Bristol strike wave
A new militant mood came to life in the autumn of 1889 in Bristol. That year the Gas workers branches of London and Bristol amalgamated. On 9th October they went on strike in support of a wage improvement. The company hired 120 scabs from Exeter but despite police escort failed to get them through the picket-lines. The employer agreed to the union demands.
The Bristol Trades Council organised a celebration attended by around 10,000 people. 2,000 dock workers went on strike for more pay and after that struck again for a closed-shop. With the support of the gas workers and others, women cotton workers in Barton Hill Mill went on strike for better pay and conditions. On 26th October a huge procession through Bristol of some 15,000 people was addressed by Ben Tillett. On the Strike Committee were Helena Born and Miriam Daniell from the Marxist Bristol Socialist Society founded in 1885.Helena Born was born in Devon in 1860 and attended Hatherleigh School in Taunton. She loved music, and when the family moved to Bristol she sang in the choir of Oakfield Road Unitarian Church. An artist and poet friend was Miriam Daniell, whose studies had led her to embrace socialism. Both had similar tastes. They explored nature in the course of long rambles and Miriam shared her enthusiasm for humanitarian causes. They reflected links between the working class and middle class intellectuals but also between industrial and political ideas.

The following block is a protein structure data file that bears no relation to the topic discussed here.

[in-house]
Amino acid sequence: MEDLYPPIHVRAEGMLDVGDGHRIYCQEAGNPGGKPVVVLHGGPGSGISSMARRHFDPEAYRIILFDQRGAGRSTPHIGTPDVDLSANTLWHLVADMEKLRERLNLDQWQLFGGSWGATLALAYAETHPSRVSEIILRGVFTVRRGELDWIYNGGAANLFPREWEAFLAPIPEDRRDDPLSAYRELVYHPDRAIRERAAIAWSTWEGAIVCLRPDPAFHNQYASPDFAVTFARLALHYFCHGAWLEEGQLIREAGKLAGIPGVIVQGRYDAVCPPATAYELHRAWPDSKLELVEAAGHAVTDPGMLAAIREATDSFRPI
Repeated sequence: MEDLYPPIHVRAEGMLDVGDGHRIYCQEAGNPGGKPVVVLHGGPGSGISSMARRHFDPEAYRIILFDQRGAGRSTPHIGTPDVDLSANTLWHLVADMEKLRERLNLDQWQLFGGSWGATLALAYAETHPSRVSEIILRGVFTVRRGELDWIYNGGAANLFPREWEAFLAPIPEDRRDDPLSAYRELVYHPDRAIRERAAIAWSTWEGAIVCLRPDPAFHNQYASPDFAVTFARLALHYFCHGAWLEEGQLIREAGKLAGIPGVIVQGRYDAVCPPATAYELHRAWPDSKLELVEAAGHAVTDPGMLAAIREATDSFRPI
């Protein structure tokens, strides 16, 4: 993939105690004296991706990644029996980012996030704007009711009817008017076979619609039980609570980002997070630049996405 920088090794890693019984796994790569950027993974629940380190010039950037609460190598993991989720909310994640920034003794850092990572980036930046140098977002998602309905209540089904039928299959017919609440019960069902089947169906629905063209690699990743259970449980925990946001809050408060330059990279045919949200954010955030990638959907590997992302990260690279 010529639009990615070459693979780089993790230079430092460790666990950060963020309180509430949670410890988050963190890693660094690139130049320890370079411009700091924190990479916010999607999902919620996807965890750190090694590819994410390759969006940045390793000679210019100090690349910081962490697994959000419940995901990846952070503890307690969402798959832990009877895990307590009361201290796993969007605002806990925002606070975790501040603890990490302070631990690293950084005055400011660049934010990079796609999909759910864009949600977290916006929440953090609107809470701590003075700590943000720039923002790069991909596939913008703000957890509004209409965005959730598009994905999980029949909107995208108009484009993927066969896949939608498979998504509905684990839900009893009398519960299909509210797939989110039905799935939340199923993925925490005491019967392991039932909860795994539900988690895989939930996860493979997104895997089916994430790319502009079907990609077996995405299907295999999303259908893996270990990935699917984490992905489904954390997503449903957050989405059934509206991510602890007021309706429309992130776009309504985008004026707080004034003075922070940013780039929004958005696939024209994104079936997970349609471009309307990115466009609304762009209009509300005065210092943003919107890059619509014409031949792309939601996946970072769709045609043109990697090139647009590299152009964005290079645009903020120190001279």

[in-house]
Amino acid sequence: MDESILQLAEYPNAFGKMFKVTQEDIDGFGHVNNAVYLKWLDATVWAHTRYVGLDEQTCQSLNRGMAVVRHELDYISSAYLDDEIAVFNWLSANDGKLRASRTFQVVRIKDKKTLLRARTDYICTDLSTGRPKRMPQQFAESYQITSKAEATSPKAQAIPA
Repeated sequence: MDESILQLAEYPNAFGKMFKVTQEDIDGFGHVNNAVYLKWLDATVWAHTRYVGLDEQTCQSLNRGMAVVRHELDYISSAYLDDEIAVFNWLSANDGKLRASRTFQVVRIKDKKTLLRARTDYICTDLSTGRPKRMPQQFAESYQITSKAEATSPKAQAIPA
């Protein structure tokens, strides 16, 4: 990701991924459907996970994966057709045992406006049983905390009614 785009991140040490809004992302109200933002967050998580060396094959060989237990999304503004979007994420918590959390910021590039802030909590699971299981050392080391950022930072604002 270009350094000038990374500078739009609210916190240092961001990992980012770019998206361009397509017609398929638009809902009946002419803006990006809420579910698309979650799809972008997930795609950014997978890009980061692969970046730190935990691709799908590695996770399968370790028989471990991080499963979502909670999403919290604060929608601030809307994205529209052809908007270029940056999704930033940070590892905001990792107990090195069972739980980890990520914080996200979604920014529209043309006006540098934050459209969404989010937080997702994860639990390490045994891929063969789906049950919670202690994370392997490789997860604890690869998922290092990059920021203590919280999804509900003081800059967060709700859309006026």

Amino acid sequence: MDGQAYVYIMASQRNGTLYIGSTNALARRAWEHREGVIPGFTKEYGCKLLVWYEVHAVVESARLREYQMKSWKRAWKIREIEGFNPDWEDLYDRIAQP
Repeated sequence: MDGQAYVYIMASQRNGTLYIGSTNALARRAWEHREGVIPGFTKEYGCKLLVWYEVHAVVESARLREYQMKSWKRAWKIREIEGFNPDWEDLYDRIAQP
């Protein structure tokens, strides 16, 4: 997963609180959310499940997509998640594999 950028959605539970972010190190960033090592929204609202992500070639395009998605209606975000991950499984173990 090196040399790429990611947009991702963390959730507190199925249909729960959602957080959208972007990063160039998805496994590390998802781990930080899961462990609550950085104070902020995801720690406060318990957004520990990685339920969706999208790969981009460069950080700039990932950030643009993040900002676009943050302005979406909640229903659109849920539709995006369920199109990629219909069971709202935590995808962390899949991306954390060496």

Helena and Miriam threw themselves into the work of the strike organising committee. They addressed meetings, led parades, collected strike funds and distribute relief. They gave up their comfortable quarters in Clifton to live in Louisa Street, St Phillips, a house that became a hive of socialist activity.
The month-long Barton Hill strike attracted massive public support. The women settled after some modest concessions from the employer who had threatened to close down the works if the strike continued. Miriam Daniell wrote a pamphlet on why equality between the sexes must be the hallmark of new unionism. Miriam and her lover, Robert Allan Nichol, wrote The truth about chocolate factories or modern slavery, its cause and cure. Nichol was named as correspondent in the divorce in 1893 and after she became pregnant the couple emigrated to Boston, America. The child, Eleanor, was called ‘Sunrise’. They were involved with the radical Boston Liberty Circle but Miriam died suddenly in 1901 in San Francisco.